The sometimes complex and convoluted uses of words in the legal profession are designed to convey particular meaning to those who understand the full legal definitions of the word. In the case of negligence in a common law setting the word imparts to those who understand a particular set of conditions that must be met for negligence to be present in common law.
Common law is a set of precepts and precedents that date back before English colonisation of Australia. These founding formulations guide common law practice in most of the western world. From Australia to the United States to The United Kingdom there are many similarities in common law definitions and practices. In the case of negligence there are four common themes or aspects that define what must be present for negligence to be used accurately.
There are four component parts that make up common law negligence. If one of these four parts is missing then there is no negligence present.
- Breach of Duty
The first aspect of negligence is that there is a duty of reasonable care or legal obligation present when performing any act that may conceivably cause harm to another. This applies to anything from driving your motor vehicle to applying a friend’s makeup to cooking for other people. We expect that others will not crash their vehicle into ours, will not poke us in the eye with a mascara brush, nor use food that is out of date in their cooking. These expectations are generally set in law, or have a code of conduct that outlines how we should interact with one another when interacting in any form of human activity.
Breach of Duty
A breach of duty occurs when one of the codes or laws governing our interactions are broken. To use the above examples, a breach of duty occurs when someone else is distracted and crashes their car into ours. It occurs when the beautician does not pay attention when applying makeup. It occurs when the chef does not look at the expiry date of an ingredient and serves it. They have all failed in their duty of care or responsibility to others in their respective fields.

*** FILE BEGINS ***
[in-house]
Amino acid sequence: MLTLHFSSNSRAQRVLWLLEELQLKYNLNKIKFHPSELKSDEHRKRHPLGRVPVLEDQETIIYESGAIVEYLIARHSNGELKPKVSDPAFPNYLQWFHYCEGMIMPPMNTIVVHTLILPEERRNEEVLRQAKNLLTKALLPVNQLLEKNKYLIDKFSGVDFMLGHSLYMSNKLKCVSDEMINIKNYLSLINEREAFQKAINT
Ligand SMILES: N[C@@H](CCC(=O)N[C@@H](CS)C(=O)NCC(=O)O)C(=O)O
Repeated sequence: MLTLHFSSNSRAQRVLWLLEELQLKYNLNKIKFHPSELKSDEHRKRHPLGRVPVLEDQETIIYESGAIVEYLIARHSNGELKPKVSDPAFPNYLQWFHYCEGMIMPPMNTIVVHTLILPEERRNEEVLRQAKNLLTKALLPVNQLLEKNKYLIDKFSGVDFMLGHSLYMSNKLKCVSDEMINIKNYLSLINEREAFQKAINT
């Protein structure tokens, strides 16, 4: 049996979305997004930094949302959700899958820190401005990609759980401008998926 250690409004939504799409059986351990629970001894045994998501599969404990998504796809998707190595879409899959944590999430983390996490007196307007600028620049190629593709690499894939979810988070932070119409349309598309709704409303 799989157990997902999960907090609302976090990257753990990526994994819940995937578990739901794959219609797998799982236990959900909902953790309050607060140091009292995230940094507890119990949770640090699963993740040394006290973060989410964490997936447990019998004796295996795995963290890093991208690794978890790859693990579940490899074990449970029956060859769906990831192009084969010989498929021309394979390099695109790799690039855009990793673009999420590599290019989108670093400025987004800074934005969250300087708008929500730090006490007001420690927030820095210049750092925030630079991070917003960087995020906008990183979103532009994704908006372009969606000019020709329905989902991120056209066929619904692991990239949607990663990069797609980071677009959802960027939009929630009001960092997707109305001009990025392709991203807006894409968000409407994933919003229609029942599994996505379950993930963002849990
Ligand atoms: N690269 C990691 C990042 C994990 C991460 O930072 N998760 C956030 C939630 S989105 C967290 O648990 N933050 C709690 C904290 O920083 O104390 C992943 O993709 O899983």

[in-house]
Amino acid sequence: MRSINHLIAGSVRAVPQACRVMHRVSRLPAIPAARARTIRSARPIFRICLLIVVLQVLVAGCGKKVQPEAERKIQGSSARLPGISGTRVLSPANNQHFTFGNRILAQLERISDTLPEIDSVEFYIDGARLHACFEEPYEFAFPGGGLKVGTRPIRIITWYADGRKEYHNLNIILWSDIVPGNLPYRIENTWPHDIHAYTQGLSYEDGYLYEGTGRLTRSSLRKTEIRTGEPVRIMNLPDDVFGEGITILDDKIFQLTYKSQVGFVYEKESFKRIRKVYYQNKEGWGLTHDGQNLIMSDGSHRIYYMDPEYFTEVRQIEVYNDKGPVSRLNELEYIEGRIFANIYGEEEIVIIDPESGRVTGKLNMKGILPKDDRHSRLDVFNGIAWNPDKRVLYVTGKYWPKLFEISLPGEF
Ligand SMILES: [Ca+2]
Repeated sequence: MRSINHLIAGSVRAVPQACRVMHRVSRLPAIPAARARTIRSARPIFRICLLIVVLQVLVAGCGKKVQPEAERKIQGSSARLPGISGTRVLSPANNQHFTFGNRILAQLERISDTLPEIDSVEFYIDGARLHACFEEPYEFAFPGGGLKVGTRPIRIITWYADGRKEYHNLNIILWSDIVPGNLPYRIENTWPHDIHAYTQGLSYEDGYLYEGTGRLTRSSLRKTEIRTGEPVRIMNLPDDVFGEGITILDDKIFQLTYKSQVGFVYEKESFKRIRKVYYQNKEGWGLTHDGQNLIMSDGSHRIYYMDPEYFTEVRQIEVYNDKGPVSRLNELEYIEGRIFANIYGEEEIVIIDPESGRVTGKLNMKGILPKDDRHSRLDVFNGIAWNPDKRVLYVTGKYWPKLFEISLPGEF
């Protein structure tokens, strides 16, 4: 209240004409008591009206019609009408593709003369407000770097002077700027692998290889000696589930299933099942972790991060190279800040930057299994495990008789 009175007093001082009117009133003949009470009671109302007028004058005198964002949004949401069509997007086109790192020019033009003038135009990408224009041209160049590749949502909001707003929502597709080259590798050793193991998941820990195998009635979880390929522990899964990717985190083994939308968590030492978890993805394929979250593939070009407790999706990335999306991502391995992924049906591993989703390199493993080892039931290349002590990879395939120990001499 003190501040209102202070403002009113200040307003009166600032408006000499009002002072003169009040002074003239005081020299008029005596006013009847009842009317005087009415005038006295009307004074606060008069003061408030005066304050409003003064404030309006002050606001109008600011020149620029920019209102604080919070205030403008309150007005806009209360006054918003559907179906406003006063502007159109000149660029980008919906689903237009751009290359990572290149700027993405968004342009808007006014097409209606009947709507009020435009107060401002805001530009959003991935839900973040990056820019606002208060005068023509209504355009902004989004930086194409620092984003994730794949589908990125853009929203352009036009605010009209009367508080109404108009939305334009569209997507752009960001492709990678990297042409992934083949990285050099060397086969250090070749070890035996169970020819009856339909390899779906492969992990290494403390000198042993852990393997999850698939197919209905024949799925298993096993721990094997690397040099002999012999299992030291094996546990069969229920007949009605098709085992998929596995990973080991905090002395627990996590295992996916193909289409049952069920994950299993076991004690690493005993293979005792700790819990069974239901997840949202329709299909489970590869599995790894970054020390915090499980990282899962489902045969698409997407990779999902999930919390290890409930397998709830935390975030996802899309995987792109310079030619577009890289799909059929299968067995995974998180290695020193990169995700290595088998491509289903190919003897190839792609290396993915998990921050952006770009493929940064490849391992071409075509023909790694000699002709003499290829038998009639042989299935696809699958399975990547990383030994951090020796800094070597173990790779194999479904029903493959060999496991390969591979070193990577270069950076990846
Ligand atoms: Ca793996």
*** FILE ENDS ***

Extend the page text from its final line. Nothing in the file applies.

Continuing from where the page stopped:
This occurs when there is causal link between the breach and the incidence of damage. If there is no damage caused then there is no causation.
Again to use our examples; if the car that ran into yours did no harm at all, no paint was scratch, none of the panels damaged and no injury occurred, just a light touch on the rear bumper then no actual harm has been caused. Just as with the make up artist, if they do not pay attention and mess up the eye line, but do not harm you in any way then no causation is present – they may have to redo the makeup but you have not sustained any injury. The example with the chef is a little trickier. If the ingredient in question was say a spice, such as pepper, which by law must have an expiry date but may not be harmful once the expiry date has past and no one suffered from it then there is no injury caused.
In these scenarios they are lucky enough they have not caused any harm in their breach of duty.
If there is damage caused by the breach of duty then there is clearly negligence at play. If the car has damaged yours, or has caused injury to one of the occupants that can be proven as a fact in evidence, then there is a case for negligence. If the beautician perforates your eyeball with the mascara wand then there is clearly damage caused through negligence. Just as with the chef, if they served tainted meat and everyone in the restaurant became violently ill then there has been damage caused and a case for negligence.
It is only when all four of these aspects present is there a clear case for negligence. If any one of these elements is missing there is no negligence present as defined in common law.
Disclaimer: While we have made every effort to ensure the accuracy of this article, it is not intended as legal advice. All individual circumstances will differ and such should be discussed with a lawyer. For legal advice pertaining to your particular circumstances or regarding the information provided please contact us here.